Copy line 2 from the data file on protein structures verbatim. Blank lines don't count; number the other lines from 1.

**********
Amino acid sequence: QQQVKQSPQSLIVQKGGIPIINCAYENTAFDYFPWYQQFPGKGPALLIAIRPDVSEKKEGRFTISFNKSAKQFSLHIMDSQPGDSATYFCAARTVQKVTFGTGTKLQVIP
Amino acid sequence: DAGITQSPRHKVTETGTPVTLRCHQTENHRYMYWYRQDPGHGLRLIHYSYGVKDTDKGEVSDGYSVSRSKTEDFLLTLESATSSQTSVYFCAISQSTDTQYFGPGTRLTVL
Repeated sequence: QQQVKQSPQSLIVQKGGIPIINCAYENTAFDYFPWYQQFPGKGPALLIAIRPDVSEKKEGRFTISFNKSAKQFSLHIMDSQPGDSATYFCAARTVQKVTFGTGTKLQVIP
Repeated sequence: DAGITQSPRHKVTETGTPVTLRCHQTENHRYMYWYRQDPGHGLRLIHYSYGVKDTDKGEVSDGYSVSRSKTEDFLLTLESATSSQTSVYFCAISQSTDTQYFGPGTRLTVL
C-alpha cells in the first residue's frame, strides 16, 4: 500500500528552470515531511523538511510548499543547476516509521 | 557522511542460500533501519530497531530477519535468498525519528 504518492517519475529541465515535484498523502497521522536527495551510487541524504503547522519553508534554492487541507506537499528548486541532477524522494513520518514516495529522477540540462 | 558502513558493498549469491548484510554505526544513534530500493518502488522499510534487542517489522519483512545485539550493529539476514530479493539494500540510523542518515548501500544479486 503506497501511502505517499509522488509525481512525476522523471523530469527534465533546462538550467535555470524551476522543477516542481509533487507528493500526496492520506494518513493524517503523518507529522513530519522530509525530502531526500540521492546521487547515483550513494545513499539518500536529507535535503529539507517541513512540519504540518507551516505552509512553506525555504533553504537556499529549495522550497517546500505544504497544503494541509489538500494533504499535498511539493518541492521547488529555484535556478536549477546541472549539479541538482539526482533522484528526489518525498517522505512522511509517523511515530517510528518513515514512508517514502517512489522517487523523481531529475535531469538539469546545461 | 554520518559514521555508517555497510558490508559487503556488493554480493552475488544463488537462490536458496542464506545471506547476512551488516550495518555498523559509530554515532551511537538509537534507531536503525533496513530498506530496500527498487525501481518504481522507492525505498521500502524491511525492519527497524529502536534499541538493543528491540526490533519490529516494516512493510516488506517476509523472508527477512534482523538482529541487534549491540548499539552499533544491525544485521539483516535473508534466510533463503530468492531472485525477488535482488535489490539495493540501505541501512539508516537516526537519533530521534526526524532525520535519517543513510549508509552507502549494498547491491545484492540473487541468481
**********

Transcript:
Amino acid sequence: DAGITQSPRHKVTETGTPVTLRCHQTENHRYMYWYRQDPGHGLRLIHYSYGVKDTDKGEVSDGYSVSRSKTEDFLLTLESATSSQTSVYFCAISQSTDTQYFGPGTRLTVL